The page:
Chemists have been told by the NHS to check whether young children are in urgent need of adrenaline pens before dispensing the devices. Pharmacists must ask parents and carers how many auto-adrenaline injectors they have before deciding how many to give. Only children who have no pens – including expired but usable devices – should get the standard prescription of two pens, the guidance says.It follows a shortage of EpiPens, the adrenaline pen most often prescribed.
The new NHS guidance to pharmacists and dispensing doctors relates to 0.15mg pens, prescribed to children who weigh less than 25kg (four stone). The Department of Health told the BBC’s Victoria Derbyshire programme new supplies were “expected within the next week” and patients with the greatest need would be prioritised.
Adrenaline auto-injectors (AAIs) are prescribed to people with potentially serious allergies, such as to:
- some fruits
People are recommended to keep two of the devices with them at all times for cases of anaphylaxis – a severe and sometimes life-threatening reaction often caused by allergies – as one is not always enough. They can be used only once and usually have an expiry date that lasts for a minimum of 12 months. A global shortage of EpiPens has had a knock-on effect on the alternative brands of auto-adrenaline injectors, Jext and Emerade, which are now also in short supply. The new guidance from the NHS says a “critical supply issue” for 0.15mg pens means they need to be conserved for those who “truly need them”.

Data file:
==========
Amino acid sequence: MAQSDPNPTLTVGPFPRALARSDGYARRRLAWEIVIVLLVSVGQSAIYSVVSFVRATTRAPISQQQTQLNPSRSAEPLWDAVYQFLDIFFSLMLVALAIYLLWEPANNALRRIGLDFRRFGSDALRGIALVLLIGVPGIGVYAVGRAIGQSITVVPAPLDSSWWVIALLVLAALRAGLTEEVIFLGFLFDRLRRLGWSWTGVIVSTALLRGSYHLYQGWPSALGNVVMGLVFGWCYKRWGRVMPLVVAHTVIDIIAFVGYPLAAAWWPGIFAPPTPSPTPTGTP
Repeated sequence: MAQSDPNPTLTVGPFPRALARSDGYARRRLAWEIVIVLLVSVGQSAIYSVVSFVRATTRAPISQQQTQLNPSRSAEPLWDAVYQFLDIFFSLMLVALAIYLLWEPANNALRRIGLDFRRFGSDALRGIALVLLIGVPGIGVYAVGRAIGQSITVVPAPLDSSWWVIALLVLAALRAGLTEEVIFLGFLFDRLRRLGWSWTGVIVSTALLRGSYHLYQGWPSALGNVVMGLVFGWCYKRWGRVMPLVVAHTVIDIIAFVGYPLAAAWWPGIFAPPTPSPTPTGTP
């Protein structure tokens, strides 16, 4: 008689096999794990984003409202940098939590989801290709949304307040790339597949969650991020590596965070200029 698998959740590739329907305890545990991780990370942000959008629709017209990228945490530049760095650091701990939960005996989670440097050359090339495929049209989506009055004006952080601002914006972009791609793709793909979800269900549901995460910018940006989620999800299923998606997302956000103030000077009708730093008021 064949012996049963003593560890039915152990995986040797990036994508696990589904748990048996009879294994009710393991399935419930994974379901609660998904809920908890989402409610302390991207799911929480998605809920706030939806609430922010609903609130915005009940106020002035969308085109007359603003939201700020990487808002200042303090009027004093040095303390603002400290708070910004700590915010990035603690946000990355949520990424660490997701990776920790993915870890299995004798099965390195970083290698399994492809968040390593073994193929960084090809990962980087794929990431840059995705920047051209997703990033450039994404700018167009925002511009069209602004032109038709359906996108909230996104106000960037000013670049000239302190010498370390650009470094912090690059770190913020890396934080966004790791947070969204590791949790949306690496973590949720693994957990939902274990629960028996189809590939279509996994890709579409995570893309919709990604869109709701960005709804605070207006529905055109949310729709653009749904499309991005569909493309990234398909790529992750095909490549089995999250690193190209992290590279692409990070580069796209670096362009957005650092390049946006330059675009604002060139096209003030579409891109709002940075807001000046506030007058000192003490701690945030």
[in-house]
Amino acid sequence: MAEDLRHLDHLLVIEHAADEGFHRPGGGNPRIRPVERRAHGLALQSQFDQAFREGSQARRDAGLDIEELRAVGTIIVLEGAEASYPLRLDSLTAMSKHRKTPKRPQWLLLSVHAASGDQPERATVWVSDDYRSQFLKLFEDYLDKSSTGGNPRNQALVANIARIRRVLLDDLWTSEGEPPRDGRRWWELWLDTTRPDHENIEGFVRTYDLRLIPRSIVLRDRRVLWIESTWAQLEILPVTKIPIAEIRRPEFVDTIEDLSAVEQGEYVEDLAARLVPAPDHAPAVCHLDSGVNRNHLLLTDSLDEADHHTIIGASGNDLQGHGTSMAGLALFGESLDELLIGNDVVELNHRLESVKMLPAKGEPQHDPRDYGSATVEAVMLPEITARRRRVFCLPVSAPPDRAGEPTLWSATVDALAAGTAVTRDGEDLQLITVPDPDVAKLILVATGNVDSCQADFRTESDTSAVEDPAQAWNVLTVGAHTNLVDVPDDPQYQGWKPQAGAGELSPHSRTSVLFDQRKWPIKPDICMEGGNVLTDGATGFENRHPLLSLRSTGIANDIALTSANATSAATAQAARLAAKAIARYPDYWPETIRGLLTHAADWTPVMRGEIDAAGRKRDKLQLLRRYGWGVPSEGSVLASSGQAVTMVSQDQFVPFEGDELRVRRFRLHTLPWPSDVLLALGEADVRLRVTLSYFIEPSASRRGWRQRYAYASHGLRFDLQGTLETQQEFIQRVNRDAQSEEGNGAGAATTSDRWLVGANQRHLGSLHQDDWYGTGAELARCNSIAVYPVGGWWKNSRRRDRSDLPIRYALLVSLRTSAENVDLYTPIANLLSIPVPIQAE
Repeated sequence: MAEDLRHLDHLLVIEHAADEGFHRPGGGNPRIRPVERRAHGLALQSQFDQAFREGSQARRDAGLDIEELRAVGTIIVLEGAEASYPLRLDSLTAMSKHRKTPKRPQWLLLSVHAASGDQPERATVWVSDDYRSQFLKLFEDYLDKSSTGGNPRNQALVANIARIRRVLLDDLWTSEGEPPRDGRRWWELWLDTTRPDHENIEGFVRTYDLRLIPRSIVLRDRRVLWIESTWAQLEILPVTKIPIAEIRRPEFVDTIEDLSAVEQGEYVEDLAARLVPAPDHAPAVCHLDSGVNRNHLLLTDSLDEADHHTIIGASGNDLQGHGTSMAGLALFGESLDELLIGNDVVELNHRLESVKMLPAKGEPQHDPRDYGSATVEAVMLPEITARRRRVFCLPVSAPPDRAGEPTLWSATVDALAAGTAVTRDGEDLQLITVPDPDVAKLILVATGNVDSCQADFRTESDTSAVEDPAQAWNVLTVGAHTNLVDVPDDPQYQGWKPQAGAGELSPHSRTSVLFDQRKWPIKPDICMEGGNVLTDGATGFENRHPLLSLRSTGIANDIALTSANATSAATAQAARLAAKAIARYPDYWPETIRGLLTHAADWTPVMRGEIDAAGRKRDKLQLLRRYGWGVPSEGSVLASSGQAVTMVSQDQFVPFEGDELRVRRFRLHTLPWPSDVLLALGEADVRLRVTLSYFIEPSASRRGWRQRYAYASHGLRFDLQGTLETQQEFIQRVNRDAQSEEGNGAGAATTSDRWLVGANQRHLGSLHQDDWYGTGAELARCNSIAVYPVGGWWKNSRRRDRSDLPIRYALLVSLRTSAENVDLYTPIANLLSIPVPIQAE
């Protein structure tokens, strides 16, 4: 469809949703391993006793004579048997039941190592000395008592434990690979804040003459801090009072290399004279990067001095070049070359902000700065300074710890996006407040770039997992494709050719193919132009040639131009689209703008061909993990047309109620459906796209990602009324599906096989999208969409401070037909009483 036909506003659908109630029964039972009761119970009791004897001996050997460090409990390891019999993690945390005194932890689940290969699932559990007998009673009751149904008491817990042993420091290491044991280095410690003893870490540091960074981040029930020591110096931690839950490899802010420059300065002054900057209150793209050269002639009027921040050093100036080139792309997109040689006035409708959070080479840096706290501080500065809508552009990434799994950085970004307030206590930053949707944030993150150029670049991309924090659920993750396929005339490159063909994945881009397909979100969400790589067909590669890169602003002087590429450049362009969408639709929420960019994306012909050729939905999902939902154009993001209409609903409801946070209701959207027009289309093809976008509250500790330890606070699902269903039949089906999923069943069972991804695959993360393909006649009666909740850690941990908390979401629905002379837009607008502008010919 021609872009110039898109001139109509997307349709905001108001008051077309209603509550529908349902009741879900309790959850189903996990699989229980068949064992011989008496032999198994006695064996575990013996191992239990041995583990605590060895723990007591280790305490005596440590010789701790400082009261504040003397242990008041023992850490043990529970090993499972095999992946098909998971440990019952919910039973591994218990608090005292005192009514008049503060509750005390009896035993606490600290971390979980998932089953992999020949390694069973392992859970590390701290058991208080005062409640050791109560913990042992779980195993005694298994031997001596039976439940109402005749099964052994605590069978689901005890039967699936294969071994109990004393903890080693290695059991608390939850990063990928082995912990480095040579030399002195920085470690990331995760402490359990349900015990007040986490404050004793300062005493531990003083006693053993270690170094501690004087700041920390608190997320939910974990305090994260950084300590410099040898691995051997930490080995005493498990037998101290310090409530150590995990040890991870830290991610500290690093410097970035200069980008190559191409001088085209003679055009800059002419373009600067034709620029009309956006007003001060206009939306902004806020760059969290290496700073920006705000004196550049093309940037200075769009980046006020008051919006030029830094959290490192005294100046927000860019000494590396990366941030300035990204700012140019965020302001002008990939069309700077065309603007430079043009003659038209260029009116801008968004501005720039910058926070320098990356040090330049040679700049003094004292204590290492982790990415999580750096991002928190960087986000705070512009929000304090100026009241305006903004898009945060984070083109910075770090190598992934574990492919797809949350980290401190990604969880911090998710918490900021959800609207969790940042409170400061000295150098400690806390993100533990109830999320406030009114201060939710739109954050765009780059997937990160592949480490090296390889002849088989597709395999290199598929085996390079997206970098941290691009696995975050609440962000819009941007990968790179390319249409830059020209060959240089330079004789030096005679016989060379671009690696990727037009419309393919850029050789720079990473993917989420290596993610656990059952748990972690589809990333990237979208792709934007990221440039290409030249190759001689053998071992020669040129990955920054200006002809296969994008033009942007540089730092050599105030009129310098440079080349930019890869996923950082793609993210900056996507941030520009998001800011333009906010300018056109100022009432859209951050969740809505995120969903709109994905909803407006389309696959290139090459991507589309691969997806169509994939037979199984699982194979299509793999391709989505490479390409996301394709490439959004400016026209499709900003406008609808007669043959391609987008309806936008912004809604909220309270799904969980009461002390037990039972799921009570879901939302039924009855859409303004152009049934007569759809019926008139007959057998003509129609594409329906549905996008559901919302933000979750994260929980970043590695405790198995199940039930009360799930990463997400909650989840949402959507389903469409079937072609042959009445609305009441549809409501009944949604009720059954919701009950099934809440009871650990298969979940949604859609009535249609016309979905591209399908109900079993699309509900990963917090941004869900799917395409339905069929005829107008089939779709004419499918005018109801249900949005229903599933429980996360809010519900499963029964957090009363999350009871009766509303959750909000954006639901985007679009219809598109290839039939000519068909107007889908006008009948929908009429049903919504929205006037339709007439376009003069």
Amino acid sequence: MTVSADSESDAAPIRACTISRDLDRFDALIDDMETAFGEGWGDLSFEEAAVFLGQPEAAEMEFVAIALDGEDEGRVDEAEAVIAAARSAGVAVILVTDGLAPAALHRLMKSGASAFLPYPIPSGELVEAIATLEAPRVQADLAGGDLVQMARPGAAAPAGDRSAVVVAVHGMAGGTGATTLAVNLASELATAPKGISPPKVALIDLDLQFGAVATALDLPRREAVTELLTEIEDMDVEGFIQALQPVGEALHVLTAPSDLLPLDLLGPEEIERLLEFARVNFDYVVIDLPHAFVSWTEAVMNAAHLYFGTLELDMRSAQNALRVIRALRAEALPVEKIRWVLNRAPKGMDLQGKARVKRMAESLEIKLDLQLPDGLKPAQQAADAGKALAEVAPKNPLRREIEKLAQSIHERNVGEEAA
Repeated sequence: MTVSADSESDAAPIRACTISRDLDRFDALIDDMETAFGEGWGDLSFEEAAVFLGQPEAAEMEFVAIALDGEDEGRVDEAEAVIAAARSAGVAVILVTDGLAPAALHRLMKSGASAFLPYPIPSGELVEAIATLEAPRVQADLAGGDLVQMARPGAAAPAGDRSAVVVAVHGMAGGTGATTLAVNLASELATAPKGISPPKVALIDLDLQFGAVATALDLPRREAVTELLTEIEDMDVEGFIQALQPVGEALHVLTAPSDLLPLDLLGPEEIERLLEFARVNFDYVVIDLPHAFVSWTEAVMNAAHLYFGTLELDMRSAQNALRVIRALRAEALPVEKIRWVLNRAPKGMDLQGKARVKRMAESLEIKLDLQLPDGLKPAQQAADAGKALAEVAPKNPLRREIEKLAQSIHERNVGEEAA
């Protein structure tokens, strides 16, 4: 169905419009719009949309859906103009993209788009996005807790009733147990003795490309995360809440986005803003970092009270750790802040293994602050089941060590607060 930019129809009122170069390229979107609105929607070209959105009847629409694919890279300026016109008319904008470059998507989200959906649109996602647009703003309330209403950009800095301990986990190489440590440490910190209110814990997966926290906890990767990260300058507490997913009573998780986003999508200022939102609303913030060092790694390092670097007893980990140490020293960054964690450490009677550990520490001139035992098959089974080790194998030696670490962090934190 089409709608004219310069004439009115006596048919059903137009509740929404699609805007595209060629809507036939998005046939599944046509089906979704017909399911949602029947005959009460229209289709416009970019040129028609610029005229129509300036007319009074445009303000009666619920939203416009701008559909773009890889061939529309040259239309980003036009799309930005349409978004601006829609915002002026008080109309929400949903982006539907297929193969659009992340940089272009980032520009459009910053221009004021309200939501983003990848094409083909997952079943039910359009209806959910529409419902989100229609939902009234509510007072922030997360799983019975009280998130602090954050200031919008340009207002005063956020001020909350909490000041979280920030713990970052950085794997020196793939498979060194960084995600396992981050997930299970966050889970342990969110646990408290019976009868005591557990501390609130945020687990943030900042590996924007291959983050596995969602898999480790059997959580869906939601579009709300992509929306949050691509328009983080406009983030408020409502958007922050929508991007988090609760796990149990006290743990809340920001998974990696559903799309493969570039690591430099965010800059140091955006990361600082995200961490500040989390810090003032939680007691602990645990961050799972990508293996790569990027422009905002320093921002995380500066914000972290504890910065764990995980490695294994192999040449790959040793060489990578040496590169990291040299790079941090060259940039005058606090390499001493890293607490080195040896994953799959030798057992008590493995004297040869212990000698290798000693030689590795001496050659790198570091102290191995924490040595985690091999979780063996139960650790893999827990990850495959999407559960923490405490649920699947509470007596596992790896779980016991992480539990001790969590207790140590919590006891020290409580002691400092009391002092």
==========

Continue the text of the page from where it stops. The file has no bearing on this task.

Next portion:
It says pharmacists and dispensing doctors must follow a flowchart of questions, or a “validation protocol”, before dispensing the pens to patients, “other than when there is an immediate clinical need”.
The flowchart involves checking with parents and carers how many of the devices the patients have, including expired ones that are not discoloured and do not contain particles.
It says pharmacists and dispensing doctors should give:
- two devices for those who have no pens, including no expired ones that are usable (i.e. pens that are not discoloured and do not contain particles)
- one device for those who have one pen they can use – either an in-date device or an expired but usable one
- a delayed prescription for those who have two pens that are in date or one pen that is in date and one that has expired but is still usable
Pens kept at schools and nurseries are not included. The guidance says: “The purpose of the validation is to ensure that every eligible patient has at least one in-date device and that a situation is avoided where some patients have two in-date devices, whilst others have none.
“This does mean that many patients will have to carry one in-date pen and one expired pen. We are aware of this and clinical experts have agreed this advice until the shortage eases.” The Department of Health and Social Care said that if no new devices can be obtained, expired pens can be used in an emergency, “as this is safer than not using them”.
The department says expired devices, as long as they are not discoloured, containing particles, or showing other signs of damage, will not be dangerous but the potency of the adrenaline may have reduced.